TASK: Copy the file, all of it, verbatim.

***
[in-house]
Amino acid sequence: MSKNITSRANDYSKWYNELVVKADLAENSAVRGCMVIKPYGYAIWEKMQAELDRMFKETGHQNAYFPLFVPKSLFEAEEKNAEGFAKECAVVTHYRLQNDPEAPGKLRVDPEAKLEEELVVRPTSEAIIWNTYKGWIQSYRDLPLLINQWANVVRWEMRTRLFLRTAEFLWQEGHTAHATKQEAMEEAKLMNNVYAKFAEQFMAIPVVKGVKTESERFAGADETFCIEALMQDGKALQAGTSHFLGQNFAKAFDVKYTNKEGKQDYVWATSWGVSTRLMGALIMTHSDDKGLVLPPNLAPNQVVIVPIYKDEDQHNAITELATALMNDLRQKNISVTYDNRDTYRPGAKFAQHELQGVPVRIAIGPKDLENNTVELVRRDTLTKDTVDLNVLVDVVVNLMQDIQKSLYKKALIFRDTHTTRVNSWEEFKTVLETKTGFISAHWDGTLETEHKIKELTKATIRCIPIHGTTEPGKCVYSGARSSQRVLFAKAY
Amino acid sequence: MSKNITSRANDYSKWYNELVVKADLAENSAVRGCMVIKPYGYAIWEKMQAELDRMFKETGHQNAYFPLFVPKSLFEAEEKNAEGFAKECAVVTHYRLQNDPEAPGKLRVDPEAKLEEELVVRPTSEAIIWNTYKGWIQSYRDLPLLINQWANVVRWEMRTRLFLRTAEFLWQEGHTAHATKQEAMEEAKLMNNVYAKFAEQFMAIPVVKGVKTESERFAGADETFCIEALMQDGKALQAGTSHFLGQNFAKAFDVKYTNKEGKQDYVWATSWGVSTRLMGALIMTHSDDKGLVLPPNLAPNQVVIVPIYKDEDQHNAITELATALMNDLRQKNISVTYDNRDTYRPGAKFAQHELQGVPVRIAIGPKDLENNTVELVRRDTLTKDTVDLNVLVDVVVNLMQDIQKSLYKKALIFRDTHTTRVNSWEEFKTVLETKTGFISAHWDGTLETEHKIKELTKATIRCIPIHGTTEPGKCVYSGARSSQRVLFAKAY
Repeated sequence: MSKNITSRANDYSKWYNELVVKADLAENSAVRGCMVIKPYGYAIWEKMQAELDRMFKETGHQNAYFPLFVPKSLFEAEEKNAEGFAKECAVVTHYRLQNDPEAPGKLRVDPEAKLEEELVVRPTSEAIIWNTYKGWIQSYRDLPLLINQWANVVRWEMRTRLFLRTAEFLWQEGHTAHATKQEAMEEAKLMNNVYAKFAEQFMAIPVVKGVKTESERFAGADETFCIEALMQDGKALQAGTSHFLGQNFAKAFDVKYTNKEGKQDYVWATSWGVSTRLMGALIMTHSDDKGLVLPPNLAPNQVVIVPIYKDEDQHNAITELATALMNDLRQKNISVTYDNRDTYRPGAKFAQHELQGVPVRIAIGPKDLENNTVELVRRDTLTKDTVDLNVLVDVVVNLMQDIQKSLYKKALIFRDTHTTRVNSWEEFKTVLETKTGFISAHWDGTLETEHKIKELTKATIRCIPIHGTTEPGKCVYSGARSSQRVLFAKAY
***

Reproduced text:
[in-house]
Amino acid sequence: MSKNITSRANDYSKWYNELVVKADLAENSAVRGCMVIKPYGYAIWEKMQAELDRMFKETGHQNAYFPLFVPKSLFEAEEKNAEGFAKECAVVTHYRLQNDPEAPGKLRVDPEAKLEEELVVRPTSEAIIWNTYKGWIQSYRDLPLLINQWANVVRWEMRTRLFLRTAEFLWQEGHTAHATKQEAMEEAKLMNNVYAKFAEQFMAIPVVKGVKTESERFAGADETFCIEALMQDGKALQAGTSHFLGQNFAKAFDVKYTNKEGKQDYVWATSWGVSTRLMGALIMTHSDDKGLVLPPNLAPNQVVIVPIYKDEDQHNAITELATALMNDLRQKNISVTYDNRDTYRPGAKFAQHELQGVPVRIAIGPKDLENNTVELVRRDTLTKDTVDLNVLVDVVVNLMQDIQKSLYKKALIFRDTHTTRVNSWEEFKTVLETKTGFISAHWDGTLETEHKIKELTKATIRCIPIHGTTEPGKCVYSGARSSQRVLFAKAY
Amino acid sequence: MSKNITSRANDYSKWYNELVVKADLAENSAVRGCMVIKPYGYAIWEKMQAELDRMFKETGHQNAYFPLFVPKSLFEAEEKNAEGFAKECAVVTHYRLQNDPEAPGKLRVDPEAKLEEELVVRPTSEAIIWNTYKGWIQSYRDLPLLINQWANVVRWEMRTRLFLRTAEFLWQEGHTAHATKQEAMEEAKLMNNVYAKFAEQFMAIPVVKGVKTESERFAGADETFCIEALMQDGKALQAGTSHFLGQNFAKAFDVKYTNKEGKQDYVWATSWGVSTRLMGALIMTHSDDKGLVLPPNLAPNQVVIVPIYKDEDQHNAITELATALMNDLRQKNISVTYDNRDTYRPGAKFAQHELQGVPVRIAIGPKDLENNTVELVRRDTLTKDTVDLNVLVDVVVNLMQDIQKSLYKKALIFRDTHTTRVNSWEEFKTVLETKTGFISAHWDGTLETEHKIKELTKATIRCIPIHGTTEPGKCVYSGARSSQRVLFAKAY
Repeated sequence: MSKNITSRANDYSKWYNELVVKADLAENSAVRGCMVIKPYGYAIWEKMQAELDRMFKETGHQNAYFPLFVPKSLFEAEEKNAEGFAKECAVVTHYRLQNDPEAPGKLRVDPEAKLEEELVVRPTSEAIIWNTYKGWIQSYRDLPLLINQWANVVRWEMRTRLFLRTAEFLWQEGHTAHATKQEAMEEAKLMNNVYAKFAEQFMAIPVVKGVKTESERFAGADETFCIEALMQDGKALQAGTSHFLGQNFAKAFDVKYTNKEGKQDYVWATSWGVSTRLMGALIMTHSDDKGLVLPPNLAPNQVVIVPIYKDEDQHNAITELATALMNDLRQKNISVTYDNRDTYRPGAKFAQHELQGVPVRIAIGPKDLENNTVELVRRDTLTKDTVDLNVLVDVVVNLMQDIQKSLYKKALIFRDTHTTRVNSWEEFKTVLETKTGFISAHWDGTLETEHKIKELTKATIRCIPIHGTTEPGKCVYSGARSSQRVLFAKAY